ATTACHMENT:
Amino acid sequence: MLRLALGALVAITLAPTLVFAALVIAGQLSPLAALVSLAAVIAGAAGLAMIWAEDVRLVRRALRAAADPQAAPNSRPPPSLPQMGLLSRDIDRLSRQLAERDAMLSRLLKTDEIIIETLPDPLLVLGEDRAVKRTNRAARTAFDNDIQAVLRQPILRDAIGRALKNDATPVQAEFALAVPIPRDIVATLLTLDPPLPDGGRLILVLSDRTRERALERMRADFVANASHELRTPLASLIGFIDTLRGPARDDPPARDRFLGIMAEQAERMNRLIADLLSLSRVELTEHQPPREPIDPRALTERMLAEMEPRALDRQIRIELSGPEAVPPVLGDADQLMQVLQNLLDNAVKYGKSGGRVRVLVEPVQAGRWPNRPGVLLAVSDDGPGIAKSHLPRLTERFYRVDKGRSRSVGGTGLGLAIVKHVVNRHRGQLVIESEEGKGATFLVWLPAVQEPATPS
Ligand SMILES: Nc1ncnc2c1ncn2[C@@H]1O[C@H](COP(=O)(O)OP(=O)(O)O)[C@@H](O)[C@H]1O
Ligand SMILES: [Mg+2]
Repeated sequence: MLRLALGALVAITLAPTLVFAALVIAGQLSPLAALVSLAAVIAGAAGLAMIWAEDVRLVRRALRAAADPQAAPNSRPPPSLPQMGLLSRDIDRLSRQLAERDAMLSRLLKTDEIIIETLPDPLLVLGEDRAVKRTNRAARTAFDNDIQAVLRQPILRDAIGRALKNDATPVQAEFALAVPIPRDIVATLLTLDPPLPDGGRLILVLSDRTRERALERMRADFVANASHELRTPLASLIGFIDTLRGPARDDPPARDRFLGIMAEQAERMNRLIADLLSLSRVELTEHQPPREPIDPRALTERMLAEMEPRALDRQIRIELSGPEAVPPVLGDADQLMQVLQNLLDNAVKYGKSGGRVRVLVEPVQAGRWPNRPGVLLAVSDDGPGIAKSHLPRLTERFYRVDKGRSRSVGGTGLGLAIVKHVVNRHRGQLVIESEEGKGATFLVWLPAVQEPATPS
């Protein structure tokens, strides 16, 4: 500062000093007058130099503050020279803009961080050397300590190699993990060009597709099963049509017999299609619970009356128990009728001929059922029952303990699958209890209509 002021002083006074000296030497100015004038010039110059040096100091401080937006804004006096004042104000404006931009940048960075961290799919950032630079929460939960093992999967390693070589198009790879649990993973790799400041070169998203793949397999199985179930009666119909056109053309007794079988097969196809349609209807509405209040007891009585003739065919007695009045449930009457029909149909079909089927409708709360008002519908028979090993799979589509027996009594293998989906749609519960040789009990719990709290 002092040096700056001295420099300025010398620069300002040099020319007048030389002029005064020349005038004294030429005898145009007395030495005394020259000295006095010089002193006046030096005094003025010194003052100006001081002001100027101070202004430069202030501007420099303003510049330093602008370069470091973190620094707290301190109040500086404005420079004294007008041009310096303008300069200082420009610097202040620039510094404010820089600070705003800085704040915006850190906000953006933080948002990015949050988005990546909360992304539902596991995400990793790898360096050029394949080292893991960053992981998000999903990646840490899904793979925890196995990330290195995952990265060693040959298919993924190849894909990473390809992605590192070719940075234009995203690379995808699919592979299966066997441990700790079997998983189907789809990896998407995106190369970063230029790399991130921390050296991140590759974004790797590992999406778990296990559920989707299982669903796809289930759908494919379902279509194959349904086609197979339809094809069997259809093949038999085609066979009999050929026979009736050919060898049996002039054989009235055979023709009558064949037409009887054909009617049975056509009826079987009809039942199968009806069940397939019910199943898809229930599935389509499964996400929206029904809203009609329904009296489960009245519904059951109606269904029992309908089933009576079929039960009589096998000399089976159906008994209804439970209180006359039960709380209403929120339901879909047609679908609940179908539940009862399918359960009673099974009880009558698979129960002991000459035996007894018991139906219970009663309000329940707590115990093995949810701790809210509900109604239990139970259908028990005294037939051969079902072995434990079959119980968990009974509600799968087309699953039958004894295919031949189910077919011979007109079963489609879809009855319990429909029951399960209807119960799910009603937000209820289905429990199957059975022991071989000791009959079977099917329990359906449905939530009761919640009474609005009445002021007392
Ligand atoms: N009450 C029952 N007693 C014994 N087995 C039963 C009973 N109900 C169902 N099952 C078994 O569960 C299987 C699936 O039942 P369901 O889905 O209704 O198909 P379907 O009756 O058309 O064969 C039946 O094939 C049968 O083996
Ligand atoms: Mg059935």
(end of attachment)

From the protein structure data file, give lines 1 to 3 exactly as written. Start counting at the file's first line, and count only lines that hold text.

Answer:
Amino acid sequence: MLRLALGALVAITLAPTLVFAALVIAGQLSPLAALVSLAAVIAGAAGLAMIWAEDVRLVRRALRAAADPQAAPNSRPPPSLPQMGLLSRDIDRLSRQLAERDAMLSRLLKTDEIIIETLPDPLLVLGEDRAVKRTNRAARTAFDNDIQAVLRQPILRDAIGRALKNDATPVQAEFALAVPIPRDIVATLLTLDPPLPDGGRLILVLSDRTRERALERMRADFVANASHELRTPLASLIGFIDTLRGPARDDPPARDRFLGIMAEQAERMNRLIADLLSLSRVELTEHQPPREPIDPRALTERMLAEMEPRALDRQIRIELSGPEAVPPVLGDADQLMQVLQNLLDNAVKYGKSGGRVRVLVEPVQAGRWPNRPGVLLAVSDDGPGIAKSHLPRLTERFYRVDKGRSRSVGGTGLGLAIVKHVVNRHRGQLVIESEEGKGATFLVWLPAVQEPATPS
Ligand SMILES: Nc1ncnc2c1ncn2[C@@H]1O[C@H](COP(=O)(O)OP(=O)(O)O)[C@@H](O)[C@H]1O
Ligand SMILES: [Mg+2]